Best Actor in Dual (and Occasionally Multiple) Roles:
Nearly everyone in Fringe, Fox
Dual universes, dual timelines, multiple Olivias and Walters and Lincolns and … oh, the list goes on. And we don’t ever think we’ll forget Olivia as Leonard Nimoy’s William Bell.
Worst Waste of an Actor:
Summer Glau in The Cape
Summer Glau’s Orwell was easily the best thing about this terrible series. Let’s hope she finds a worthy role soon.
Most Welcome Absence of a Character:
Kate from Sanctuary
There wasn’t anything really wrong with Agam Darshi’s Kate, but she just wasn’t Ashley.
Space Series We’ll Miss The Most:
Stargate Universe, Syfy
The complex characters, including the ever-fascinating Dr. Rush, made for great TV.
See “Worst Decision By A Network Ever” above.
Once Upon a Time, ABC
We have to admit we thought this idea was silly and bound to crash and burn. But apparently ABC knew better, and we’re thrilled with the Lost-type storytelling. According to Alex Strachan of Postmedia News: “The year’s most pleasant surprise, at least in my home. A costume drama about a cast of fairy-tale characters trapped in the real world didn’t sound like my idea of happily ever after. My Sunday-night tastes run more to Dexter and Damages. I was won over, though, by its emotional charm, its elegance, the exquisite cast and the almost seamless way it wove its web of tales. You may not care for it. I do! I don’t know if there are any happy endings in store for Once Upon a Time. I just hope it ends well.”
Favorite Mad Scientist:
Walter Bishop from Fringe, Fox
As if there was any question on this one.
Best Setup for a Midseason Finale:
Sophia walking out of the barn as a zombie in The Walking Dead, AMC
The gang looked for her all season long, and she was right there under their noses. Unfortunately, she was a zombie.
Show That Most Needs to Improve:
Terra Nova, Fox
Show We Feel Guilty We Never Could Get Into:
Actor We’re Most Glad Is Back On The Air:
Michael Emerson on Person Of Interest, CBS
Best Bad Guy:
Pope from Falling Skies
He’s a smart, vicious alien killer who doesn’t really like the human race very much. And he makes great bread.
Sheldon from The Big Bang Theory, CBS
Torchwood: Miracle Day, Starz
Any excuse to get Captain Jack and Gwen back is a good one. Except the previous season, Children of Earth was so powerful, that Miracle Day came off as weak in comparison. Here’s what HitFix’s Alan Sepinwall wrote: “The season was too far gone for the finale to do much in the way of redeeming it, but we at least could have gone out on an interesting note. Instead, there were lots of explosions, lots of yelling, and very little that held my attention or made me feel anything in the way that, say, some of the sacrifices in Children of Earth did.”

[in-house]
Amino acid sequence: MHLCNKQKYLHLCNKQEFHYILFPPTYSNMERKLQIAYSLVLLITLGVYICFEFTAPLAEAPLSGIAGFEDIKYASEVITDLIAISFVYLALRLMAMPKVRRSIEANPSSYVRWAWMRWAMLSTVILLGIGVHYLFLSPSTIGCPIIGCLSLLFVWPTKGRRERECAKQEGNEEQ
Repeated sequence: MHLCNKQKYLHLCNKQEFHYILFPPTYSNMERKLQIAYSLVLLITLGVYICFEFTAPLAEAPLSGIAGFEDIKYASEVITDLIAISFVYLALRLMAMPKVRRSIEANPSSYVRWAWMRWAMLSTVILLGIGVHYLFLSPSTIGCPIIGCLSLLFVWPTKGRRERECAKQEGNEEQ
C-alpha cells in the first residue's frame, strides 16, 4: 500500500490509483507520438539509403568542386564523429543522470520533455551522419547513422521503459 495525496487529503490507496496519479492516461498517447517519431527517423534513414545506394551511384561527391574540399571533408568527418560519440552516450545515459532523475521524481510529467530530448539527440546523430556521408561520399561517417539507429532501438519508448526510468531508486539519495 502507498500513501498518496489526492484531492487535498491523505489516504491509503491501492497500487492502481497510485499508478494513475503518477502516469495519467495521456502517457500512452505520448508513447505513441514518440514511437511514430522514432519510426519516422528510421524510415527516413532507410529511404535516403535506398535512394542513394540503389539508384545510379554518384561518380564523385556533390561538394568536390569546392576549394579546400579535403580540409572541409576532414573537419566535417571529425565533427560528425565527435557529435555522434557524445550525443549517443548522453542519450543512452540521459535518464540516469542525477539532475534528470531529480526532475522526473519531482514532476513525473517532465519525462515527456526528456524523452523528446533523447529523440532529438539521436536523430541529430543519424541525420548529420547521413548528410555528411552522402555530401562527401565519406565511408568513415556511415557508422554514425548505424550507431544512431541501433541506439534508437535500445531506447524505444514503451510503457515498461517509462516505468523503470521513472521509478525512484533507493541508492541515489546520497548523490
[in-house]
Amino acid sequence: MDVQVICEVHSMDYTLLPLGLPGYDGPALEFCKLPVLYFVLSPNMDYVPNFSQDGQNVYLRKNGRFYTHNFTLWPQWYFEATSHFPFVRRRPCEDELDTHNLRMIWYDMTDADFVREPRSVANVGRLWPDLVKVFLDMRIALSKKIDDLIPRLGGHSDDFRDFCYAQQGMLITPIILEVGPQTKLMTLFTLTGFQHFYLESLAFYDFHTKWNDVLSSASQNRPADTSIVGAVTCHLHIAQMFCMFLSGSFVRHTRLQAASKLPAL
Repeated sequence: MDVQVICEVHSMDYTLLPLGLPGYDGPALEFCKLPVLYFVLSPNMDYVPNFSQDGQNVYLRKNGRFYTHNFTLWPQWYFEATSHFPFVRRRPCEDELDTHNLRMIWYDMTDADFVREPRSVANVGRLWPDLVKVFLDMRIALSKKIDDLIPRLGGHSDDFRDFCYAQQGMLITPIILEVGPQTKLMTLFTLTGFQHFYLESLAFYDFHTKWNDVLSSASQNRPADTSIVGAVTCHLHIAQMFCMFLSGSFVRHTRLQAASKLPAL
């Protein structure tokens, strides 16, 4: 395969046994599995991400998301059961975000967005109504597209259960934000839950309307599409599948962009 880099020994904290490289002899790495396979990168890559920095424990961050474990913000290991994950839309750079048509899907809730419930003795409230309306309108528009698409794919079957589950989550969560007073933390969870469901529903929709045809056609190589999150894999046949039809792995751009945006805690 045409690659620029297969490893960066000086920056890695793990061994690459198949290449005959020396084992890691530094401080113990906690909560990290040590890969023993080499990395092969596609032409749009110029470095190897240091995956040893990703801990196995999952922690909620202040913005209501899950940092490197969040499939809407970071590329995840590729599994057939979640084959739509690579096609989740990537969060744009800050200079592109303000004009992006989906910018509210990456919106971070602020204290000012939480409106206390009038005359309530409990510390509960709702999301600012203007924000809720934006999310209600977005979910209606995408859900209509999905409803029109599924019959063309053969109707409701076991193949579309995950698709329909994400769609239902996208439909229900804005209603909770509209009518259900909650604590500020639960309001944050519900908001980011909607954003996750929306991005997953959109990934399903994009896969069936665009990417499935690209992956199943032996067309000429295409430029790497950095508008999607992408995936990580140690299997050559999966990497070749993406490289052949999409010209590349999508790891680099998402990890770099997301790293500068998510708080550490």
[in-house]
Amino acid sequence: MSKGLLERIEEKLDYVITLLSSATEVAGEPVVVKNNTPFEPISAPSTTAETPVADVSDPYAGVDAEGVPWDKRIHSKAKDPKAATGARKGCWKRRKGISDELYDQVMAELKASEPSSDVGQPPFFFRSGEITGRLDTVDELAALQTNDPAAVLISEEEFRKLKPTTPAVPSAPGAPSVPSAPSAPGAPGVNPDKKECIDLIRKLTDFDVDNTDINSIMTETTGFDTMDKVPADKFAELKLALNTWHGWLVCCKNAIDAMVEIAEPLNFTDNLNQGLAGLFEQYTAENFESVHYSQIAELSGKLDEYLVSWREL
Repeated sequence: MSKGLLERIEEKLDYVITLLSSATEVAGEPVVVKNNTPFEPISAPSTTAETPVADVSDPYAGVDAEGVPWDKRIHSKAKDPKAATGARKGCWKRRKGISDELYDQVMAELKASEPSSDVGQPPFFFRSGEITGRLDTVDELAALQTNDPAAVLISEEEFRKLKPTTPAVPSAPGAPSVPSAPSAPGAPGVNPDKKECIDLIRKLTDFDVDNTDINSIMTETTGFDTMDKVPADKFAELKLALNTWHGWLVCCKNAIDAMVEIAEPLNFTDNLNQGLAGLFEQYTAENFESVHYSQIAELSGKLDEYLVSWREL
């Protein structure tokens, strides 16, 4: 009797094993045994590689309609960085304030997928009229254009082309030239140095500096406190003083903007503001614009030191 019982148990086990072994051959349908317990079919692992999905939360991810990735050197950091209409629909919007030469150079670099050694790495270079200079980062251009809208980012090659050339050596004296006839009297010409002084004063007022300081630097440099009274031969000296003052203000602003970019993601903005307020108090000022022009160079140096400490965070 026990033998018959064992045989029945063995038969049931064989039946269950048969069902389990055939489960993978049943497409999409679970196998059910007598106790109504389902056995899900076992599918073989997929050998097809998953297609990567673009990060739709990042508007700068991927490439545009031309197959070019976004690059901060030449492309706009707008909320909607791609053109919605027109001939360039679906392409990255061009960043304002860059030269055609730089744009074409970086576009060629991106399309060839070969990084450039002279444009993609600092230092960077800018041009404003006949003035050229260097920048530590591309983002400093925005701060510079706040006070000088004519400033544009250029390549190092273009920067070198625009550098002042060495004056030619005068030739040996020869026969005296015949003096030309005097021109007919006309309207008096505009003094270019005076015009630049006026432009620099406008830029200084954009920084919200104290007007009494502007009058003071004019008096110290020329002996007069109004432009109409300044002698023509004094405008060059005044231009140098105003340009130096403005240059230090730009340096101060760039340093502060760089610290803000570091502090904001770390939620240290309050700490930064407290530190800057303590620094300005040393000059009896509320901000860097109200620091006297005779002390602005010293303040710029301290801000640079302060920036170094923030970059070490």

5 reasons this new Ghost Rider will be worth watching. No, really.
We were was lucky enough to fly to Romania last year to check out the set of Ghost Rider Spirit of Vengeance and chat with the cast and crew. Now, now. We can hear you getting your panties in a bunch about that last Ghost Rider film. We get it. We agree.
But from what we saw on the set, which included a weapons room that would make you weep with happiness, a gorgeously designed cave, motorcycles that made us consider a few years in jail for theft worth it, and Violante Placido, we think it’s going to kick some serious butt.
In the film, Johnny Blaze (Nicolas Cage) is hiding out in Eastern Europe, trying to get a hold of his inner skeleton. He meets a Rom woman named Nadya (Placido) and her son Danny (Fergus Riordan), who just happens to be Devil’s (Ciaran Hinds) spawn. Daddy needs a new vessel since he’s decomposing. Ghost Rider isn’t about to let that happen.
They team up with a drunk warrior monk (Idris Elba) to save little Satan Jr. Add Johnny Whitworth as Blackout and an appearance from Christopher Lambert and you have a recipe for some flaming fun. Here are five ways this Ghost Rider film is going to be way better than the first.
It’s way darker than the first film
Taylor told us, “We like the first movie for what it is. It’s cool. It’s a Walt Disney movie,” he laughed. “Really and that’s what Nick said about it, too, which is that it’s a great take on the movie. It’s like a Walt Disney version of the Faust story and it’s lit that way, and it feels like a Disney ride and we like that. This isn’t that at all, so we wanted to just completely depart and make it a whole thing. We’re picking up this character, whatever, five or six years later, and he’s in a much different place. He’s a much different guy. He’s in Europe, it’s a different bike. The physical transformation that happens to him has progressed where he doesn’t look the same, the skull looks different, everything looks different. It’s changed and progressed. Think of it like an illness and it’s progressed and this is in the final stages of that illness. It’s gonna feel a lot different from the first movie.”
The bikes are seriously kick ass
“I was blessed with a really good motorcycle on this movie,” says Cage. [The Yamaha VMAX. Idris Elba’s character rides a 2010 Ural Solo.] “Without sounding like a Yamaha commercial, but that bike is totally in tune with what you want it to do. Maybe it’s because the company makes musical instruments, but it’s like this artistic relationship man and motorcycle and it’s a hell of a lot easier to get that bike to do what I want it to do while filming. On the other movie I had a raked front-end chopper. When you got 400 people watching you making a movie, it doesn’t go where you want it to go. It’s a lot of pressure. This bike performed effortlessly. I’m completely convinced that these are the best bikes in the world.”